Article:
The main festival is in Lerwick and is held on the last Tuesday in January, but there are others held throughout the islands until the end of March. The parade and boat burning is open to everyone and of course would be wonderful, but the real fun seems to happen in the evenings when the various Jarl squads (Viking gangs) go round lots of halls and basically party all night. The halls are private invitation only and so to get the most out of the experience I'd have to sneak an invite. This might be easier to do in the islands rather than in Lerwick.

As I'm in Lerwick,  I went to the Up Helly Aa exhibition in the boat shed. There were lots of costumes, shields, and part of a replica boat displayed. As well as Viking costumes, the various squads each choose a theme and people dress according to the theme, so there were also costumes in the shape of cartoon characters, chocolate bars and so on.

I watched a video showing the year long preparations for the festival and what happens on the day itself. The preparations involve the making of the boat, all costumes, shields and torches. During the day the squads visit schools, the old folks' home, the hospital, etc so that everyone gets to be involved. Then they have the main march through misty, hazy, gloomy, drizzly, wintry Lerwick. It looked so atmostpheric on the film. At the end of the march the boat is burnt. It doesn't get put to sea as I'd thought, but is burnt on dry land. All the Vikings toss their burning torches on to it. As they stand all around it I wondered what would happen if one tossed their torch too far and it sailed over the top into the crowd on the other side!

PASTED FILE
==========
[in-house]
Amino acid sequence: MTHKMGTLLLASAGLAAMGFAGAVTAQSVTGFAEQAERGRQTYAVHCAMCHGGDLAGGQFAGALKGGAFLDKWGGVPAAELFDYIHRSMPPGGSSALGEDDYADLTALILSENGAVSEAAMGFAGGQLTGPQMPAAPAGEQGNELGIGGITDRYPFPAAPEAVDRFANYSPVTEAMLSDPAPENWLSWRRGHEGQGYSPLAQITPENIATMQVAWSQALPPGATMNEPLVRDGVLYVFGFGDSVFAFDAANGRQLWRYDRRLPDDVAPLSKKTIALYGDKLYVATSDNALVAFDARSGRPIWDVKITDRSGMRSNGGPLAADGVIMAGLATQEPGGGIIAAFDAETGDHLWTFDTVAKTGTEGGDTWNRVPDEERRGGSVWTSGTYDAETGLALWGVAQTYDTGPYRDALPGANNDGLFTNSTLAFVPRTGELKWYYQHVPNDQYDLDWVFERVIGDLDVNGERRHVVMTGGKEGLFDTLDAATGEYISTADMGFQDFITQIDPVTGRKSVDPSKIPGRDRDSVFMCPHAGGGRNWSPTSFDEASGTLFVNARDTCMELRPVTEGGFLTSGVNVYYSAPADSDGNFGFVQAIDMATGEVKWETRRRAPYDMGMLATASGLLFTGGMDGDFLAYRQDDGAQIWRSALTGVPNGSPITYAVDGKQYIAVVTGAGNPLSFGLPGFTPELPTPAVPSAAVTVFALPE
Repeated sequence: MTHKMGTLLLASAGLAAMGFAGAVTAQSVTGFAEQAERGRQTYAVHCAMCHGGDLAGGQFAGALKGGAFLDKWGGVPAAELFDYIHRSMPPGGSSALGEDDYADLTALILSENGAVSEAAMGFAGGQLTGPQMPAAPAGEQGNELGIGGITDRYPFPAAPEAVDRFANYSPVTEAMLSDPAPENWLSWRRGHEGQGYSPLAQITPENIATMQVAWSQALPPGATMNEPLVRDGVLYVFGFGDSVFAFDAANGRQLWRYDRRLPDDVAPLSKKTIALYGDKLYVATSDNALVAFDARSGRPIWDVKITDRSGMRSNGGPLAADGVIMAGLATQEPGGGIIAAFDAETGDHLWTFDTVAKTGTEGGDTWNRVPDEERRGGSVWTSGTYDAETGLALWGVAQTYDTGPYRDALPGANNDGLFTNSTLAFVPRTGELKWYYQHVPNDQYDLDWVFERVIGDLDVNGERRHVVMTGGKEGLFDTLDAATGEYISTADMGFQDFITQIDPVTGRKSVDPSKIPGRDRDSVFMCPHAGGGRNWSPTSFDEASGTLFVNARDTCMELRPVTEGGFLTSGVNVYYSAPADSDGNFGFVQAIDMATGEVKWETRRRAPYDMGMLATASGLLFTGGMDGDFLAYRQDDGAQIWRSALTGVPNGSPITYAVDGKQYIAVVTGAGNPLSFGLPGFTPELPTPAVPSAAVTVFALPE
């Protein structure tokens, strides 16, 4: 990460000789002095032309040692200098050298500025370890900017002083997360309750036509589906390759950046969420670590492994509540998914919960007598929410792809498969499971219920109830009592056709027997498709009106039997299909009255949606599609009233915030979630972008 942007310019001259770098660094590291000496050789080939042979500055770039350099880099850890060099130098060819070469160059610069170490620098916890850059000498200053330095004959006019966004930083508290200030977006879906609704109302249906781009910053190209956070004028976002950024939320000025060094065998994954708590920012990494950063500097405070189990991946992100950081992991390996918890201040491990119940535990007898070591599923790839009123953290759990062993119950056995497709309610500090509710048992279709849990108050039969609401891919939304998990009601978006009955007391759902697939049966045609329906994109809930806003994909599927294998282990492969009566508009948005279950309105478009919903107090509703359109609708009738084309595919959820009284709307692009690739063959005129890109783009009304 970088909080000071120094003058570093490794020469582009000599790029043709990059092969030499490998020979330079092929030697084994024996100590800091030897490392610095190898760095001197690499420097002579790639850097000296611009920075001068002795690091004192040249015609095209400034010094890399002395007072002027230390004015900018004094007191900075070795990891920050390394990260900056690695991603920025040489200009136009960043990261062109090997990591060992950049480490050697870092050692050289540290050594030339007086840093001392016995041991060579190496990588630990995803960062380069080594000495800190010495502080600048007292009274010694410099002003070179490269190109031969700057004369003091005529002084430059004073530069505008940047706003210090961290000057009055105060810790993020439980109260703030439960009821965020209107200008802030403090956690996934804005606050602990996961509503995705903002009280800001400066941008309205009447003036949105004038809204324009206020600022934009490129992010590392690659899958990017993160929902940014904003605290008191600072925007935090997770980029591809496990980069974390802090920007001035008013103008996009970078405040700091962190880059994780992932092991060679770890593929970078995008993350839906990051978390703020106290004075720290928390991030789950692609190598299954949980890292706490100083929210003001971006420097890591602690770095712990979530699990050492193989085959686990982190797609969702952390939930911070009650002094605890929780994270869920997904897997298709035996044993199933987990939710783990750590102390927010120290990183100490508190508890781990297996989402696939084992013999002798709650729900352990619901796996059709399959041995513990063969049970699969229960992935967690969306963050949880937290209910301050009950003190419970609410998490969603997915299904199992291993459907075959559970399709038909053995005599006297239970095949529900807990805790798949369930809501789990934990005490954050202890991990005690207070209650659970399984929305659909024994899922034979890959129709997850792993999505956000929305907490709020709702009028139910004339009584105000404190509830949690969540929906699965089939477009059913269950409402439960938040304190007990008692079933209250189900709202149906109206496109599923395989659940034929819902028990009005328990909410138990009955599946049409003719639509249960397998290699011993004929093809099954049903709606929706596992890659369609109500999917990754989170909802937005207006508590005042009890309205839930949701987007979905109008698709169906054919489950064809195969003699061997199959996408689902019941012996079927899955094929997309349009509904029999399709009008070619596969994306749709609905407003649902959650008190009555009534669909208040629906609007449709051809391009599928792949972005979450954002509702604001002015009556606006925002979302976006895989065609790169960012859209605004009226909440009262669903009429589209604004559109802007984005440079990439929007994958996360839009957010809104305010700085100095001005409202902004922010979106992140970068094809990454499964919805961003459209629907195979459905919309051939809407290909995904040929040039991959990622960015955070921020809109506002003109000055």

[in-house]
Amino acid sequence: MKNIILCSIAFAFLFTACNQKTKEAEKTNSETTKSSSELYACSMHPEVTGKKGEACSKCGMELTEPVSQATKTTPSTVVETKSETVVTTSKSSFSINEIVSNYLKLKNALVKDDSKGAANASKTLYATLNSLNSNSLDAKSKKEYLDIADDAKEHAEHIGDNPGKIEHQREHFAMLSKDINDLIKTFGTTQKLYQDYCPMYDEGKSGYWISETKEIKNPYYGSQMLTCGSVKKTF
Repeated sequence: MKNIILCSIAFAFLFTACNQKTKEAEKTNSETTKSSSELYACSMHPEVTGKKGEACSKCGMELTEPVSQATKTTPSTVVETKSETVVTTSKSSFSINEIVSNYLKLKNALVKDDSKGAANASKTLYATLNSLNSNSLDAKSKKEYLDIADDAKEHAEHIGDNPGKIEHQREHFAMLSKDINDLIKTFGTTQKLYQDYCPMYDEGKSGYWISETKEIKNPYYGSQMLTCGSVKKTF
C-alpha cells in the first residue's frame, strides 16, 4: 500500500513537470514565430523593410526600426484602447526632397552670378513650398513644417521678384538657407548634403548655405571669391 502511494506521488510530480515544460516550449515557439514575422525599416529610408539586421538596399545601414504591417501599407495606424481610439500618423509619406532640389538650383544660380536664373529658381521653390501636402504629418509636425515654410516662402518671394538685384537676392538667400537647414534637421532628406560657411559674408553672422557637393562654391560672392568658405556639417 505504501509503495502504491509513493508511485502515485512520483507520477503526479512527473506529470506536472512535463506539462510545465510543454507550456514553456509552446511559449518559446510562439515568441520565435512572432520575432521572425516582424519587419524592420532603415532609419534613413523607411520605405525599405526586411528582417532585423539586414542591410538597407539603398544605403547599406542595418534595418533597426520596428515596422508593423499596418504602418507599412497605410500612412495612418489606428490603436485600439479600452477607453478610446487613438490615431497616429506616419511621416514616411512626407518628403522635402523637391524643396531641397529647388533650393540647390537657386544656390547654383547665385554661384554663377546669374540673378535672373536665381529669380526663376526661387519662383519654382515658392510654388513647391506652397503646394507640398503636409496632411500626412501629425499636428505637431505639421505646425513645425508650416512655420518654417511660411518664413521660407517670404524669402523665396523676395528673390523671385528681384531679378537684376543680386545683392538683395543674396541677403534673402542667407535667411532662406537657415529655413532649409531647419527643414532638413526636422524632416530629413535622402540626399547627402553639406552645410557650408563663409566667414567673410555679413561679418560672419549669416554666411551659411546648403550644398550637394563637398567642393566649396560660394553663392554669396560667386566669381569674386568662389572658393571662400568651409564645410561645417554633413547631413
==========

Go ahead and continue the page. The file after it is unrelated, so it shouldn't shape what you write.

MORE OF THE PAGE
Some of the snippets of interesting info I picked up in the exhibition include:

  • The lead Viking is known as the Guizer Jarl - 'Guizer' comes from the word 'disguise' - the members of the various squads wear masks all day so no-one knows who they are. However, the members of the Guizer Jarl's squad are all dressed as Vikings and don't wear masks meaning they can be identified. They all seem to have beards though - do they grow them specially for the event?
  • Only men can go on the parade.
  • You have to live in Shetland for five years before you can join a squad.
  • You have to be chosen to be on the organising committee.
  • You work your way up through the ranks on the committee for 15 years - then in the 16th year you are Guizer Jarl.
  • You start as a 'water-carrier' making sure everyone in the squad has enough water in their whisky.
  • It's very expensive - you need to save up to be Jarl and to raise a lot of money.